Eur Rev Med Pharmacol Sci 2020; 24 (19): 10155-10161

DOI: 10.26355/eurrev_202010_23235

Changes in intestinal flora in preeclampsia rats and effects of probiotics on their inflammation and blood pressure

B.-M. Sun, L. Meng, H. Liu, D. Bao

Department of Obstetrics and Gynecology, Linyi Central Hospital, Linyi, China. 12124841@cumt.edu.cn


OBJECTIVE: The aim of this study was to investigate the changes in intestinal flora in preeclampsia rats and the effects of probiotics on their inflammation and blood pressure.

MATERIALS AND METHODS: A total of 40 Specific Pathogen Free (SPF) Wistar rats were randomly selected in this study. Abdominal operation was performed to reduce uterine blood perfusion, so as to establish the model of preeclampsia in rats. All rats were randomly divided into two groups, namely, observation group (treated with probiotics, n=20) and control group (not treated with probiotics, n=20). Subsequently, the changes in serum endotoxin level during intervention, the 24-h urinary 99mTc-diethylene triamine pentaacetic acid (DTPA) excretion rate, and intestinal flora colonization ability after intervention were compared between the two groups. The distribution of intestinal flora after intervention was recorded in the two groups. Meanwhile, vascular endothelial function and blood pressure following intervention were compared between the two groups as well. In addition, the changing trend of inflammatory cytokines during intervention in the two groups, and the correlation of colonization ability of intestinal flora with changes in systolic blood pressure and high-sensitivity C-reactive protein (hs-CRP) level in patients were analyzed.

RESULTS: At 3 days and 1 week after intervention, serum endotoxin level in the observation group was significantly lower than that in the control group at the same period (p<0.05). Following intervention, observation group exhibited remarkably higher excretion rate of 24-h urinary 99mTc-DTPA (p<0.05), stronger colonization ability of intestinal flora (p<0.05), higher levels of Bifidobacteria and Lactobacillus in intestinal flora (p<0.05), lower level of endothelin-1 (ET-1) (p<0.05) and higher level of nitric oxide (NO) (p<0.05) than the control group. In addition, the systolic blood pressure and diastolic blood pressure in the observation group were basically normal, which were both notably lower than those in the control group (p<0.05). At 3 days and 1 week after intervention, the levels of serum inflammatory cytokine hs-CRP in the observation group was markedly lower than that in the control group (p<0.05) at the same period. Furthermore, the colonization ability of intestinal flora was negatively associated with the changes in systolic blood pressure and hs-CRP level in patients (p<0.05).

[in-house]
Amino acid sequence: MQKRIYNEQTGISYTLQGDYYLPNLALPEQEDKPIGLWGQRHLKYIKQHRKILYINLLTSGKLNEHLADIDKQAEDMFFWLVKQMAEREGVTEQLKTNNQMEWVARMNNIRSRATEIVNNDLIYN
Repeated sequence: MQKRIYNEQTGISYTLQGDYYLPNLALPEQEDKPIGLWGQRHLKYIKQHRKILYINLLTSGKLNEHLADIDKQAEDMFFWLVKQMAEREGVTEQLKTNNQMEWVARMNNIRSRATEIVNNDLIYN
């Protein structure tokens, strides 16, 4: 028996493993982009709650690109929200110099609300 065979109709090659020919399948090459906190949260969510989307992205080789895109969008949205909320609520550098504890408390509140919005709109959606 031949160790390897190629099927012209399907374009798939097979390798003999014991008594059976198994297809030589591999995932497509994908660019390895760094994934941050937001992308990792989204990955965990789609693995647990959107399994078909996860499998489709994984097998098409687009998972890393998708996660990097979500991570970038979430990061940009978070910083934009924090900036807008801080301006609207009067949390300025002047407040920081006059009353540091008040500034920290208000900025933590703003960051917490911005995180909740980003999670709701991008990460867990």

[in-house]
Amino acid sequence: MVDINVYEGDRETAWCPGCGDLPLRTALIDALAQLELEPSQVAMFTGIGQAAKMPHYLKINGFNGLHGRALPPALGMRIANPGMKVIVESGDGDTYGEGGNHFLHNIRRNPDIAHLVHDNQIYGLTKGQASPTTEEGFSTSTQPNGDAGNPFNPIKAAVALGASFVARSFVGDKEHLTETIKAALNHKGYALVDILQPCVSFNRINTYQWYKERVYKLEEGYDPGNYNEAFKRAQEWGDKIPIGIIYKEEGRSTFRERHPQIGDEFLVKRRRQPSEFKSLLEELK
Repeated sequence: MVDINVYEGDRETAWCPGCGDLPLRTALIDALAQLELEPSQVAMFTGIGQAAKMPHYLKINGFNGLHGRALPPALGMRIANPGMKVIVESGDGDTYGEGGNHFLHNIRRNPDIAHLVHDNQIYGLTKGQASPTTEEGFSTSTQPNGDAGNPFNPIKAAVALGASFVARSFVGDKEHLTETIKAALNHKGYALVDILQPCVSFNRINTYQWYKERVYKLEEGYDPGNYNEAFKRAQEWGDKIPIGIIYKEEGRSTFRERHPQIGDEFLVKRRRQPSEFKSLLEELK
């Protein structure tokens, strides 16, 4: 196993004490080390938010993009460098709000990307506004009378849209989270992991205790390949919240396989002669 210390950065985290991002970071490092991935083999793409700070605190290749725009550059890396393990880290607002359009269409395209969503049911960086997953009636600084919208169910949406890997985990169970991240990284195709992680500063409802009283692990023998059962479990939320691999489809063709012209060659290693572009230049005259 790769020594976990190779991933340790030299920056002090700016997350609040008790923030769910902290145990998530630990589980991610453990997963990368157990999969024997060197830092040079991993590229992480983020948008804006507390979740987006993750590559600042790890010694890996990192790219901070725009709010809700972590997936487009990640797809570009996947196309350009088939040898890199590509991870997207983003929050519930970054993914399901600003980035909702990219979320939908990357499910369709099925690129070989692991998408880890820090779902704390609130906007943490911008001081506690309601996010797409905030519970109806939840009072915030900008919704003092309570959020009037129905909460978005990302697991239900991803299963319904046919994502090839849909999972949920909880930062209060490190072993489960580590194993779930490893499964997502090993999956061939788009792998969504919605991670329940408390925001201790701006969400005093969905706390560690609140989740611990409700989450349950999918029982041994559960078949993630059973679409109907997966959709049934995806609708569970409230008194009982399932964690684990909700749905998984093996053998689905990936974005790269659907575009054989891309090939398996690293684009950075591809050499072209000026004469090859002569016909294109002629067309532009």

CONCLUSIONS: Treating preeclampsia rats with probiotics can effectively reduce the level of serum endotoxin, improve the body’s capacity to eliminate metabolites and the colonization ability of intestinal flora, maintain the stability of intestinal flora, enhance vascular endothelial function, and reduce blood pressure and the body’s inflammatory responses.

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To cite this article

B.-M. Sun, L. Meng, H. Liu, D. Bao
Changes in intestinal flora in preeclampsia rats and effects of probiotics on their inflammation and blood pressure

Eur Rev Med Pharmacol Sci
Year: 2020
Vol. 24 - N. 19
Pages: 10155-10161
DOI: 10.26355/eurrev_202010_23235